Damraska's Fictional Projects

Hey, hey.

Last year, upon returning to model building after a decade long hiatus, I made a thread in the Armorama forums to write about my military figure and vehicle projects. The format works well for me because I tend to divide my time between many projects. Instead of focusing on a specific model, I can focus on experiments and techniques.

I also enjoy alien creature sculpting, card models, fantasy figure painting, and hard science fiction. Having recently revived some old projects in those areas, and since such things are not appropriate for a military models forum, I decided to discuss them here. In this thread I will write about my journey to become a better figure painter, science fiction model designer, and sculptor of living things. :slightly_smiling_face:

One of my core traits is a strong desire to see, try, and understand many things. Two unfortunate consequences of such broad interest is a tendency to start many projects without completing previous ones and never mastering anything. My closet is full of old, half completed figures, models, and sculptures. :upside_down_face: My attempts to learn are too scattered. Therefore, my very first goal for this thread is to complete old projects. A few days ago, I went through my storage boxes and identified 5 fictional figure projects in need of completion. The journey will start with them.

This figure, a Reaper Miniatures Eye Beast, was started and based around 13 years ago. Some very preliminary painting was done using Reaper acrylics. About 6 weeks ago, after watching a number of figure painting videos, I pulled it out of storage and used it to experiment with Vallejo acrylic paints. The results are encouraging!

The base consists of a two inch diameter circle of clear acrylic. Part of the top surface was masked with Tamiya Tape. The miniature was then attached to the disk using Milliput. More Milliput was used to add a ring around the outer edge and sculpt terrain around the masked pool surface. The next step involves painting the bottom of the acrylic disk to resemble the bottom of a cave pool.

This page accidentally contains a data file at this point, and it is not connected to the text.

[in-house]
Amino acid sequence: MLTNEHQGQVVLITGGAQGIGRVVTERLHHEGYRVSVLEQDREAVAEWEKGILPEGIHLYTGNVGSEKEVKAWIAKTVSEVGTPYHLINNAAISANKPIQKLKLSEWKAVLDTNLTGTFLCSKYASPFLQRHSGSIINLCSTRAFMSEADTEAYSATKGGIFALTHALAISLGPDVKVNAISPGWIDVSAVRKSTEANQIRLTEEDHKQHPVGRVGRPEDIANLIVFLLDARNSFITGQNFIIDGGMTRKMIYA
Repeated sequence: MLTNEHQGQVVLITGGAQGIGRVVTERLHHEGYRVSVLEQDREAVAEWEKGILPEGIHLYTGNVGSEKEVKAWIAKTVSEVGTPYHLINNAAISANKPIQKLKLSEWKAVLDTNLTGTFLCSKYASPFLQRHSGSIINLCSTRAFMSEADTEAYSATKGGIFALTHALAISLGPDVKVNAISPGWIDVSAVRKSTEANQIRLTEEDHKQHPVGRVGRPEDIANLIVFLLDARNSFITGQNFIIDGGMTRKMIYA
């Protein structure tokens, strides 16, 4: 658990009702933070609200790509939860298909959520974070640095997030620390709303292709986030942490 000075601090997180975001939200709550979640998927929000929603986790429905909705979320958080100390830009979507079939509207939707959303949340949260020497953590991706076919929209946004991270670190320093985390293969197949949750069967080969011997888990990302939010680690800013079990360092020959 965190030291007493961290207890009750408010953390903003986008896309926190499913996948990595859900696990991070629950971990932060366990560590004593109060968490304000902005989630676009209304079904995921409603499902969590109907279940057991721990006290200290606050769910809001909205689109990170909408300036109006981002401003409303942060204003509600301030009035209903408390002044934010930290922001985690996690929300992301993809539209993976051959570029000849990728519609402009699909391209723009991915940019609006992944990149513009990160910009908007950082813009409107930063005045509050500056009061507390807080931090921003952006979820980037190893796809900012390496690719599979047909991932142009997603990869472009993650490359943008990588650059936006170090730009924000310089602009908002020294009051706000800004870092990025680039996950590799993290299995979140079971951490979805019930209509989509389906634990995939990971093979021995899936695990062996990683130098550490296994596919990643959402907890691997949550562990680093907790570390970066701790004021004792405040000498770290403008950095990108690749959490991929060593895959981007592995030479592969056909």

This figure was painted to the current state about 13 years ago, probably with Reaper acrylics. My hope is to significantly improve her.

A few days ago, I decided to base all future figures using two inch disks of Milliput with this figure as my first experiment. Creating a perfect two inch diameter disk of Milliput proved difficult. Eventually, I cut a two inch diameter disk of plastic from the top of a cottage cheese container and used that as the basis for the Milliput. After the Milliput dries, the plastic slice peels off easily, leaving a perfect, two inch disk. I was quite pleased with myself for figuring out that little trick.

After making the disk, the figure was attached using more Milliput. A few weeks ago, another modeler produced a wonderful diorama of a beached Vietnam patrol boat. I decided to use this figure to try the same sort of thing on a much smaller scale. The area around the woman was sculpted to represent a shore upon which she is dancing. About an hour later, I decided she is actually dancing on a little island in a small stream. Later still, I decided the woman is a Rhein maid, a personification of the Rhein River from ancient Germanic religion.

This figure was also painted and based about 13 years ago. The base, a standard, cheap, ugly square decorated with white putty and sand, was peeled and cut away. It then occurred to me to cut away most of the metal base as well.

With the figure free of the ugly square, now standing on a little platform of metal, I secured her to another two inch disk of Milliput. This Rhein maid is standing on a rock outcropping over looking the river. A small spring to her left feeds water into the river, forming a small water fall. This base still needs some work. My hope is to significantly improve the painting quality of this figure and perhaps give her a much longer skirt.

This figure was cleaned up a very long time ago, then stuck in a drawer.

Once again, the figure was attached to a two inch disk of Milliput. A scale-like pattern was added to the edge of the disk, then broken shale sculpted to fill the interior. After a couple hours of work, I changed my original plan and decided to incorporate another pool of water. It will require a few more hours of sculpting to finish this base. Her spear also needs replacement.

Two challenges now await–mastery of face painting and the wet blending painting technique. The Eye Beast was a decent first attempt but much practice lies between me and my goal. :slightly_smiling_face:


I was never that good, even 13 years ago!

Her name is Rio?
:dancer:t2: :smile:



HAHA! That is excellent! My brother loves Duran Duran. I will give him the completed figure.


I try to sculpt for an hour or two every day.

The base of the Blue Rhein Maid is now complete. More rock outcroppings were added to increase visual interest.